go - tool for managing Go source code
Many commands apply to a set of packages:
go action [packages]
Usually, [packages] is a list of import paths.
An import path that is a rooted path or that begins with a . or .. element is
interpreted as a file system path and denotes the package in that directory.
Otherwise, the import path P denotes the package found in the directory
DIR/src/P for some DIR listed in the GOPATH environment variable (see 'go help
If no import paths are given, the action applies to the package in the current
The special import path "all" expands to all package directories found
in all the GOPATH trees. For example, 'go list all' lists all the packages on
the local system.
The special import path "std" is like all but expands to just the
packages in the standard Go library.
An import path is a pattern if it includes one or more "..."
wildcards, each of which can match any string, including the empty string and
strings containing slashes. Such a pattern expands to all package directories
found in the GOPATH trees with names matching the patterns. As a special case,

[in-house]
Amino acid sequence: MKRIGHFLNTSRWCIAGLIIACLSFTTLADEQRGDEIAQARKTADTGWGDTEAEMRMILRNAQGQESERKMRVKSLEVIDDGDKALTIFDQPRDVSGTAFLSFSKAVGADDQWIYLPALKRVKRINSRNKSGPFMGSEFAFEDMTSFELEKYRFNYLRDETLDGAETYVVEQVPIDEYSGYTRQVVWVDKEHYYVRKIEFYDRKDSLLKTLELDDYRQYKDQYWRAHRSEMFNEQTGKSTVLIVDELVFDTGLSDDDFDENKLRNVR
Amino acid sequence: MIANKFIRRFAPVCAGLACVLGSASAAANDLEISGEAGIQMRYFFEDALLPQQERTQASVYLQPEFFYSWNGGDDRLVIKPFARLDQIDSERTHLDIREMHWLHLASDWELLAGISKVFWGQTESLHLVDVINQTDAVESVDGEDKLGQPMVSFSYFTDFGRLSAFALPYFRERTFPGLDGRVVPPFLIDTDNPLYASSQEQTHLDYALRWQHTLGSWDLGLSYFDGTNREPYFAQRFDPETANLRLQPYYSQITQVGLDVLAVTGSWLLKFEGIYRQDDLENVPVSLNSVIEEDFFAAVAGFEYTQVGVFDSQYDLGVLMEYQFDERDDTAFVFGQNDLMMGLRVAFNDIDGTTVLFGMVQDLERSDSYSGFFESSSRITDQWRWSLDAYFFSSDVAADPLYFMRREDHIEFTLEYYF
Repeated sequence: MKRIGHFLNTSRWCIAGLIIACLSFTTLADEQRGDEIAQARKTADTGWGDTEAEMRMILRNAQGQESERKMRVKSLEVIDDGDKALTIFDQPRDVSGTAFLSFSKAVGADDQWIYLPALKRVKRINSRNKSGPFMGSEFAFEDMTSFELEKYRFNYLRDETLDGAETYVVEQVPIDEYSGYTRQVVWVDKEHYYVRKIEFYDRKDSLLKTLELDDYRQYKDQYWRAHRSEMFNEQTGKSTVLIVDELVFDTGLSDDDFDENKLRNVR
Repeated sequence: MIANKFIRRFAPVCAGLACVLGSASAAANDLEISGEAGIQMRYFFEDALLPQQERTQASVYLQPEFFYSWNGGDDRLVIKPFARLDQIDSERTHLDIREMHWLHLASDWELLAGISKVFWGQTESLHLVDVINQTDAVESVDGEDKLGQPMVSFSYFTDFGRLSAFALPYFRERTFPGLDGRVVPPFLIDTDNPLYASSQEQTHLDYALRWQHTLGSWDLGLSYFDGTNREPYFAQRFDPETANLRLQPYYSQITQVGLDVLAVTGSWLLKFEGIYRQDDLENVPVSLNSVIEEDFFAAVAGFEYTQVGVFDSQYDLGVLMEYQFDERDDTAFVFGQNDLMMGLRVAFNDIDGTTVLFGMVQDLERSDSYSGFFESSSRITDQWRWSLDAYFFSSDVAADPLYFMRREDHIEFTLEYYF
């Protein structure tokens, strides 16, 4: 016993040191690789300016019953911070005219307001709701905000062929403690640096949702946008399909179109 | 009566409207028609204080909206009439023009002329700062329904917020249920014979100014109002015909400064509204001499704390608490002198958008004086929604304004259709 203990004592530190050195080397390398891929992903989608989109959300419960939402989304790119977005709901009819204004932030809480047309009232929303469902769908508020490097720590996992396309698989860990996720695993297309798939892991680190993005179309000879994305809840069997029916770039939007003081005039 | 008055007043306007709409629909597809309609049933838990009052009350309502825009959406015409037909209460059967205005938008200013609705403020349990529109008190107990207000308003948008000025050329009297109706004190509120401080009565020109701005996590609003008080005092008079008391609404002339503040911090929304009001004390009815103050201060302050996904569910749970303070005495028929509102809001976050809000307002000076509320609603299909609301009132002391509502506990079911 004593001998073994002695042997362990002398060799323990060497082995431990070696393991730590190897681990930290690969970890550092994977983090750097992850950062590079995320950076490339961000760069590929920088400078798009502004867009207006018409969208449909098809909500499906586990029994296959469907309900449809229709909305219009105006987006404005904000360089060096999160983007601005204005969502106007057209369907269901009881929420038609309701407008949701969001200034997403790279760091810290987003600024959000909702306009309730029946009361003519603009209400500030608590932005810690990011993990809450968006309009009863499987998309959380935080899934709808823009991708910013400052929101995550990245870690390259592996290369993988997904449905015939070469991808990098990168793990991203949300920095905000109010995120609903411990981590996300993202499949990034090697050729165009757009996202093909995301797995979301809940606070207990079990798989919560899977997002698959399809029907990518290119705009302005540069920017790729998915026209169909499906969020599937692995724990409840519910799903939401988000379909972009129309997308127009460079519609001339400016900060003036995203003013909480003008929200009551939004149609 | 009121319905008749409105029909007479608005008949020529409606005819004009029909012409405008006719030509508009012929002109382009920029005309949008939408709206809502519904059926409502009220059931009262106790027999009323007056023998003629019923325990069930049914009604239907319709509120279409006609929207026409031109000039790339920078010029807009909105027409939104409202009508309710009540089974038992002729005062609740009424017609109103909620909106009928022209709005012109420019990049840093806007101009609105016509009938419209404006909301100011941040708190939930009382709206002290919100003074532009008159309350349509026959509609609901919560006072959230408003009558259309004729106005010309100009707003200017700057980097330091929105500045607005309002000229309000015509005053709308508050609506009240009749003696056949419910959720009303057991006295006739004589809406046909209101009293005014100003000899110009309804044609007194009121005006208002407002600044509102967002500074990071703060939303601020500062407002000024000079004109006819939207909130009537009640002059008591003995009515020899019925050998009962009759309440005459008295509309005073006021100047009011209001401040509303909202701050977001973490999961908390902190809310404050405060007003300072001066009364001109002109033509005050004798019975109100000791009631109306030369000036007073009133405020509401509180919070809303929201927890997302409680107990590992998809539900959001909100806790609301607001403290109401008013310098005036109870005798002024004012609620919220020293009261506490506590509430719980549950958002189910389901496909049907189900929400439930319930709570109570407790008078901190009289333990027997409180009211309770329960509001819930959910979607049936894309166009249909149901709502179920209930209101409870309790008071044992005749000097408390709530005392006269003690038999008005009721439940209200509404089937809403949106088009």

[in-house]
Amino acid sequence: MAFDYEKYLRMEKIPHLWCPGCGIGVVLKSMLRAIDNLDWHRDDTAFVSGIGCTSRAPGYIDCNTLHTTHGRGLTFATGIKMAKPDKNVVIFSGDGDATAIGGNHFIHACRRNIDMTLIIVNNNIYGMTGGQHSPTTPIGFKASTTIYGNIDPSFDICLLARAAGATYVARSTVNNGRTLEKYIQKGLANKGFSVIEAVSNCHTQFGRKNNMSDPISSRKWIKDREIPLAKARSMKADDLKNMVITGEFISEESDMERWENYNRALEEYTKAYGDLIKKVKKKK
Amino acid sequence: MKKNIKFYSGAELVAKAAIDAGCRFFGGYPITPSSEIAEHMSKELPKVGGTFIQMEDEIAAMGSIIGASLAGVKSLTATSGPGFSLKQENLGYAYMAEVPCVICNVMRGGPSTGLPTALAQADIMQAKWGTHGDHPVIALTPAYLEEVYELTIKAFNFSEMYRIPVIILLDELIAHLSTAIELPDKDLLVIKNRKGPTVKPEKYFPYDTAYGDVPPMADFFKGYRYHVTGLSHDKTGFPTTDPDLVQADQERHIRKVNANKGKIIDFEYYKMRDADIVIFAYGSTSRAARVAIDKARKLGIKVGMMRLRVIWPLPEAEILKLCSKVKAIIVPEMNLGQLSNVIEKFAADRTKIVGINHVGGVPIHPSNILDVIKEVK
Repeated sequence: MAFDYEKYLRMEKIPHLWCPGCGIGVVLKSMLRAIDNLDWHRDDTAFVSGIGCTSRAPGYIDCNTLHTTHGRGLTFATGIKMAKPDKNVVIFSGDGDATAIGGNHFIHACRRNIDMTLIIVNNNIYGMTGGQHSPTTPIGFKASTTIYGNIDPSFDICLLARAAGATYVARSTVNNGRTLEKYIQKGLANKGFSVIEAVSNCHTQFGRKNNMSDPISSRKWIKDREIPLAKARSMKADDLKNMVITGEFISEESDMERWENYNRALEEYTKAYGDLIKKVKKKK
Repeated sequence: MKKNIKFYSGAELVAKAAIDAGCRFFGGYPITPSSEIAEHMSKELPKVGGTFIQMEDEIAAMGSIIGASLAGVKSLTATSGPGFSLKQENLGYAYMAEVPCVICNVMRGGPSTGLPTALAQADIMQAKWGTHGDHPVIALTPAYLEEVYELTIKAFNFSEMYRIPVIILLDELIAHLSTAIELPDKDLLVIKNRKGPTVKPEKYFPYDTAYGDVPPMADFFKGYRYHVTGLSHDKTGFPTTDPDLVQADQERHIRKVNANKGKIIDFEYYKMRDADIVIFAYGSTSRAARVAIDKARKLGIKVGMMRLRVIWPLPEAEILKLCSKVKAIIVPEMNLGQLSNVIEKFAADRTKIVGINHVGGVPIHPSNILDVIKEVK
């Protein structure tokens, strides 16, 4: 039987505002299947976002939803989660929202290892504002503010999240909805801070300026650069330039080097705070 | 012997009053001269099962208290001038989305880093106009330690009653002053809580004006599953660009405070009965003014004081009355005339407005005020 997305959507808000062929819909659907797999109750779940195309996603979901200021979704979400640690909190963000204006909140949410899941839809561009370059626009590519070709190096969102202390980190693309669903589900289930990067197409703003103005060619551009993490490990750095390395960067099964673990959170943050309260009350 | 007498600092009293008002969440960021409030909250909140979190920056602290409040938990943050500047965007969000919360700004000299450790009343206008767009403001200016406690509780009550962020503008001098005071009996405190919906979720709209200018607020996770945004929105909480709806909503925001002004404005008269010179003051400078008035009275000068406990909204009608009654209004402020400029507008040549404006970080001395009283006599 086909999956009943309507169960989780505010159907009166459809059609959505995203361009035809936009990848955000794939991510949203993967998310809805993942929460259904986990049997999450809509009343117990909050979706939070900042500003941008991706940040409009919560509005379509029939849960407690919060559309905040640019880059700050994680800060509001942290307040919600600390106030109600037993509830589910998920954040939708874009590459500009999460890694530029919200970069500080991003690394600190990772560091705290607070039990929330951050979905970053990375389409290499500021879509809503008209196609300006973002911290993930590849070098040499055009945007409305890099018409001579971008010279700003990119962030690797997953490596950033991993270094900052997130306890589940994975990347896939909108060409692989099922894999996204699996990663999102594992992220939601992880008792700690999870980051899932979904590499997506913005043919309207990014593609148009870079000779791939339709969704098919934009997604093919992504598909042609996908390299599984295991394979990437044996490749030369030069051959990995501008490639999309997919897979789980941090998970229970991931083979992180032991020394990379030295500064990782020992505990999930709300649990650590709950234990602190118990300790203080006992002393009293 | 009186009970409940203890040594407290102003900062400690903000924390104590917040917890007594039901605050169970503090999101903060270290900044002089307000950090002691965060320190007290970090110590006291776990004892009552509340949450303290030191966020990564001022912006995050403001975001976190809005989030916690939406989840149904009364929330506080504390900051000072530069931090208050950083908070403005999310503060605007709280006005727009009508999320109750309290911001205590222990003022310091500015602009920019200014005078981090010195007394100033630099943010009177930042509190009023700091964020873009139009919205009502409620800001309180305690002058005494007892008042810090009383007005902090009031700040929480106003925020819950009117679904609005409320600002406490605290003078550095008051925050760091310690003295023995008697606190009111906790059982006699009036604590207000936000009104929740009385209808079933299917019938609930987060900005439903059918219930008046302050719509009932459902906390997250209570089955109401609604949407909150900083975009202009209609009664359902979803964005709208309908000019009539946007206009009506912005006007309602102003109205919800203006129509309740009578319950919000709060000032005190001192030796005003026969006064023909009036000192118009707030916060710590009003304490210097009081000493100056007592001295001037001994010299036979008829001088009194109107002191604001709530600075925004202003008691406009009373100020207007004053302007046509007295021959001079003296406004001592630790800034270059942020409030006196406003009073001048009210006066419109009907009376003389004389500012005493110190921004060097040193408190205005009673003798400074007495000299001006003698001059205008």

x/... matches x as well as x's subdirectories. For example, net/... expands to
net and packages in its subdirectories.
An import path can also name a package to be downloaded from a remote
repository. Run 'go help remote' for details.
Every package in a program must have a unique import path. By convention, this
is arranged by starting each path with a unique prefix that belongs to you.
For example, paths used internally at Google all begin with 'google', and
paths denoting remote repositories begin with the path to the code, such as
As a special case, if the package list is a list of .go files from a single
directory, the command is applied to a single synthesized package made up of
exactly those files, ignoring any build constraints in those files and
ignoring any other files in the directory.
This manual page was written by Michael Stapelberg
<firstname.lastname@example.org>, for the Debian project (and may be used by